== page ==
Wednesday, April 02, 2008
A Marvelous Novel
by Charles Dickens
His name is Pip and this is his story. Starting with the convict in the marsh we are swept away into the world of Pip with all of his friends, acquaintances and antagonists. The story is one of "the universal struggle", we are told, and this will be a motif for Pip's story. The first people Pip introduces are all dead, except his sister Mrs. Joe Gargery. He is in a churchyard and his family, father, mother Georgiana, and "five little brothers" are all buried there. The mood is set early with the sudden appearance of a convict who interrogates and terrorizes Pip. As the first chapter ends Pip is running home, running under a sky that "was just a row of long angry red lines and dense black lines intermixed", with the shadow of a gibbet in the distance.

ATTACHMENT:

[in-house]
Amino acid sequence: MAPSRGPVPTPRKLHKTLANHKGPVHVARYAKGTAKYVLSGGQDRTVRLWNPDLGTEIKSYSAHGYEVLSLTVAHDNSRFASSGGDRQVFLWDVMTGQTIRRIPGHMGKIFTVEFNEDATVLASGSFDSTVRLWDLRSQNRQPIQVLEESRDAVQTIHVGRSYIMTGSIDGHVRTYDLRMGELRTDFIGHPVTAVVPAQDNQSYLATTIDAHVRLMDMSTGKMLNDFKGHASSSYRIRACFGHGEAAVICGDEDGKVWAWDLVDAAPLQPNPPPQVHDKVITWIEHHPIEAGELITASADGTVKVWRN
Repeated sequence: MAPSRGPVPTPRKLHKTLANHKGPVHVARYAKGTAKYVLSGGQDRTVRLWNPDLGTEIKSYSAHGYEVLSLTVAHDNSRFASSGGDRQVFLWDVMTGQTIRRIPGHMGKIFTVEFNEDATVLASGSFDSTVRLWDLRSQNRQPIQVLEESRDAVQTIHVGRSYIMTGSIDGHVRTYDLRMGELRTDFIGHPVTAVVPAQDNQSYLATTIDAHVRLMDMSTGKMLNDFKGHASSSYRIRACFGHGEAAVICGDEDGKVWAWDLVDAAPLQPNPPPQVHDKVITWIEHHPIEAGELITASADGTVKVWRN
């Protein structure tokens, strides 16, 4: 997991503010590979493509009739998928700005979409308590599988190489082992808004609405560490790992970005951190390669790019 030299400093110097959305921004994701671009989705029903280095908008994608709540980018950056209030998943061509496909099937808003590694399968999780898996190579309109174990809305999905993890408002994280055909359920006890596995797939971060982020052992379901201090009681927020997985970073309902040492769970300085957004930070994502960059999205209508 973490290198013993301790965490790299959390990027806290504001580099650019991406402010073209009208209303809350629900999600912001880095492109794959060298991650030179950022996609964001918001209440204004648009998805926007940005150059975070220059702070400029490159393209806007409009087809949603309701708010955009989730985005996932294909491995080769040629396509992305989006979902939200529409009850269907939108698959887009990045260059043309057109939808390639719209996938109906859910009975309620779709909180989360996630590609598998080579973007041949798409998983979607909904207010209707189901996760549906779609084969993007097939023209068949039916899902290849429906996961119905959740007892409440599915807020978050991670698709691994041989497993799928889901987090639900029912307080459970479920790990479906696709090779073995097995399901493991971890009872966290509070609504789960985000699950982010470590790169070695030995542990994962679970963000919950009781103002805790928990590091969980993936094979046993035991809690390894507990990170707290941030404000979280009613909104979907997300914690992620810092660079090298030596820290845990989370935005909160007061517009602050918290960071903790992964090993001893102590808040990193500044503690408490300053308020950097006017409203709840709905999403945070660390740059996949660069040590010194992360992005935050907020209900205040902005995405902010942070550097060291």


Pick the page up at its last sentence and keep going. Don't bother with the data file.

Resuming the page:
What a beginning! This is the penultimate (complete) novel from Dicken's pen and it demonstrates all the skills that he had developed over his career. We gradually meet Mrs. Joe and Joe Gargery, Mr. Pumblechook and Mr. Wopsle; but it is a visit to an old mansion to provide companionship to a young girl that is the one of the first turning points in this story. Miss Havisham, the bride who is frozen in time as she slowly ages with yellowing and gray, and the young girl Estella with whom Pip almost immediately is smitten. Poor Pip, so innocent one day and the next, the sad inheritor of the knowledge that he is a poor boy with "rough" hands who does not know the proper way to play and socialize. This realization begins to stir in Pip the yearning to leave this small village and his friend Joe and take up a better life, or what he believes would be a better life. It is not long after that he is provided the opportunity as the lawyer, Mr. Jaggers, presents him with "great expectations" from a mysterious unnamed person. The result of this will become clear as I continue my reading of this marvelous novel.
GREAT EXPECTATIONS by Charles Dickens. Penguin Books, New York. 1996 (1861).